I think my childhood was a pretty good mix of activities. I played with Barbies with my sisters and I loved ballet; my only brother often recruited us to play GI Joe, or run around in the evening in all black with fake guns like some sort of spy movie. My childhood also gave me a pretty strong example of traditional woman roles. My dad worked a fairly normal-hours job, and my mom stayed home (possibly a result of her mom working so much during her own childhood).
Although my mom didn’t obtain a college degree, we were all raised to see college as the next step after high school. When I was a child I wanted to be a mom, because that’s what my mom was. Then I wanted to be a teacher because one of my elementary school teachers was so nice. Freshman year of college my sole focus was obtaining a degree and proving my independence, but in the back of my mind I assumed I’d end up a stay-at-home mom with a bachelors and a husband who worked.
I would have never thought of myself as a feminist. In fact, I probably would have argued that feminists were annoying, horrible people. But that was before I really understood what it meant.
In college I remember feeling proud of being independent and somewhat on my own. At one point I started telling myself I could do pretty much anything anyone else could. That thought became my inner motto for years, and it mostly pertained to guys: I could do anything a man could do–unless that man was really tall and we were competing to reach the top shelf. My dad taught me to how to change the car oil and top off the fluids… I didn’t need a man! (Except for my dad, who continued to change my car oil because he had the garage with all the necessary tools.)
Looking back, I think I was preparing for my unknown future. One where I became the mom and dad of the family. One where I took out all the garbage, installed a bathroom faucet, worked the full-time job, and make the decisions about EVERYTHING. For someone who spends hours researching baby spoons, that last one was not easy.
I worked in NYC as a single mom and still never thought I’d be a feminist. Although looking back, I probably didn’t have the energy to think of much beyond mom duties and work. But I digress. My point is that I thought feminism was for women who walked in parades showing their boobs, hated all men, and must not like doors held open for them because that’s what true equality would be.
Then life handed me more new experiences, I read books and learned from others, and my perspective on feminism changed. I realized I was judging feminism from a completely negative stereotype. Instead I should have understood what it actually meant: equality. Nothing about equality is hateful or immoral. It’s just equal.
Lately the conversation about equality and feminism has grown louder and I’ve realized my thoughts are still evolving. Although my opinions are pretty strong on equality, I’m continually learning from other perspectives.
Lets take for example when someone on Facebook shared a video saying the wage gap is because women voluntarily choose lower-paying jobs. My comments about why women choose these jobs provoked a total stranger to tell me I must feel undervalued as a mother and lacking confidence as a woman if I believe things are unequal in society.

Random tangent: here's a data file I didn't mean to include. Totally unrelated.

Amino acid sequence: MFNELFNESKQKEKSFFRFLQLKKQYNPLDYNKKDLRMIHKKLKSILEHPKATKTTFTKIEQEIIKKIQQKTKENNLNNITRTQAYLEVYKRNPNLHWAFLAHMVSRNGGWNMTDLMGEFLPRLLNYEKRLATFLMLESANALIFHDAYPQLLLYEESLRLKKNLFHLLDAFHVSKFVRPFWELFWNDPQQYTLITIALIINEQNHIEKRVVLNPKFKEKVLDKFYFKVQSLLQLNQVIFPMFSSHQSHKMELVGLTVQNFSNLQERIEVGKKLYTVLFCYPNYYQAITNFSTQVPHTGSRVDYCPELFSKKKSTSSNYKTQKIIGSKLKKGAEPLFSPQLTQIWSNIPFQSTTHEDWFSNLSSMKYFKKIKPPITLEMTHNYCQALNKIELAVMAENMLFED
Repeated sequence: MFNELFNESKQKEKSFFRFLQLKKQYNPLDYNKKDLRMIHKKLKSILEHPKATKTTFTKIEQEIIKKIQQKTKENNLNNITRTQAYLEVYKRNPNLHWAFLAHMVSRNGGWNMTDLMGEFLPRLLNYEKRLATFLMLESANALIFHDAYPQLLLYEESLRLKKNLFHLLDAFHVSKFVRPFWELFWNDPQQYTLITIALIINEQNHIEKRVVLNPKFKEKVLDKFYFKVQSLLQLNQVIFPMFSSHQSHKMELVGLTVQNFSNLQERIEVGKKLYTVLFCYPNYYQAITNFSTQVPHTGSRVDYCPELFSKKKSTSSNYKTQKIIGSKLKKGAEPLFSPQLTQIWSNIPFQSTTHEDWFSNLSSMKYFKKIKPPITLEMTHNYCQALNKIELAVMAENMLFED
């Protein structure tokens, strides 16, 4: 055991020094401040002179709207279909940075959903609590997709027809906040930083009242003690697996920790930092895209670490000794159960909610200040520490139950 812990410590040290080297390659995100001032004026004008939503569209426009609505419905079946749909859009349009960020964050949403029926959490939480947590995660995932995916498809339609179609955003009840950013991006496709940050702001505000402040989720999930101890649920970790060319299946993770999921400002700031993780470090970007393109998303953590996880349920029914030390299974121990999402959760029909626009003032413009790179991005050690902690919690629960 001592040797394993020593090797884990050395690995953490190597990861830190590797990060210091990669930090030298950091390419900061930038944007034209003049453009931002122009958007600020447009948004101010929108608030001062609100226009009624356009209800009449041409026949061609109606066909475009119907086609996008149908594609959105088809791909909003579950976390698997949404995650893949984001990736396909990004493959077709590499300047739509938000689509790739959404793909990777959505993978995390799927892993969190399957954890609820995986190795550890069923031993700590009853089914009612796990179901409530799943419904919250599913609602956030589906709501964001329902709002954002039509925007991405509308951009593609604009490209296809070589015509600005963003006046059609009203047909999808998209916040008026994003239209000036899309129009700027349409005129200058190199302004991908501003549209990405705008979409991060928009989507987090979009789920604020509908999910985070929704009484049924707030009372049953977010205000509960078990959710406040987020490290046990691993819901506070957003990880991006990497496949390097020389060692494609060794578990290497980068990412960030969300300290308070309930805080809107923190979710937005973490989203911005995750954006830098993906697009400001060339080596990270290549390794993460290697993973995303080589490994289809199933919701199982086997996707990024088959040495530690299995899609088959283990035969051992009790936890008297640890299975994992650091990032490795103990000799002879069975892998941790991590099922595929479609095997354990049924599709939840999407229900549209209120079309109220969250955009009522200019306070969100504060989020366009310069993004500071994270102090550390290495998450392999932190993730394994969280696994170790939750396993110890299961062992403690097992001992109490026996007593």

That same day I read an opinion article arguing why women who become mothers are not wasting their college education, even though liberals say they are. I felt a little annoyed politics had to come into it, why does that have to be something divided down party lines? Then a month later I heard someone share that exact sentiment: women who have children right out of college are wasting their degree. Personally I wonder why it matters what another women has decided to do with her college degree. Then there was that whole debate about the women’s march on D.C….
I’m constantly thinking of the WHY behind people’s thoughts and actions, and for some reason these instances got me thinking longer than usual. I wondered how my opinions could be so different than women I worked with, became friends with, who lived relatively similar childhoods as I did.
I thought enough about it I wanted to put some ideas into action. I am only one perspective as a woman, but I really want to hear more. I don’t just want to hear opinions, I want to hear WHYs.
Sure, there’s people out there I think are completely wrong (like the article I once read about how there should be limits to women studying science), but there are also women who just want to peacefully live their lives in the roles they feel comfortable with; stay-at-home moms, part-time workers, primary income-earners, professional instagramers that make me feel bad about my selfie skills (that’s the four main categories, right?).
I don’t think sharing different life stories and perspectives will change the world necessarily, but it can help change our understanding of people in the world. Empathy is my current favorite word; to me it so perfectly describes a solution to so many problems in the world.
So if you’ve stuck with me so far on this epically-long post, I commend you. And I implore you to come back in the next weeks to hear perspectives from other women. Yes! You don’t have to just hear my random ramblings, lucky dog you.
To kick this off, I’ve asked a handful of women to answer questions and share their perspectives on all things woman. My hope is not to spark argument or debate, but to hear more whys, and get more people excited about my favorite word.
Yay, for empathy!